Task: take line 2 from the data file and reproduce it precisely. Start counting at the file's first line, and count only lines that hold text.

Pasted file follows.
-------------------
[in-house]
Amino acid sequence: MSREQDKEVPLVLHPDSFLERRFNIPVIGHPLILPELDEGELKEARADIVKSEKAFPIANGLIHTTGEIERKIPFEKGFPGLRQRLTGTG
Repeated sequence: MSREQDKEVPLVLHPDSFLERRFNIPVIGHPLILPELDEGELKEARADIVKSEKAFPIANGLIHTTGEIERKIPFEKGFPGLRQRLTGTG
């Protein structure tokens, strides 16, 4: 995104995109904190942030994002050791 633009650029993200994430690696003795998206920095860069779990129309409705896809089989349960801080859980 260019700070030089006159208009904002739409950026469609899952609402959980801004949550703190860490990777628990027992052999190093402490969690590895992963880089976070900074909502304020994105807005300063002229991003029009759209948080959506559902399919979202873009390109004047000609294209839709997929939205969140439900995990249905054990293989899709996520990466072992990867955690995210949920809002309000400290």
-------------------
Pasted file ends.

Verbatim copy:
Amino acid sequence: MSREQDKEVPLVLHPDSFLERRFNIPVIGHPLILPELDEGELKEARADIVKSEKAFPIANGLIHTTGEIERKIPFEKGFPGLRQRLTGTG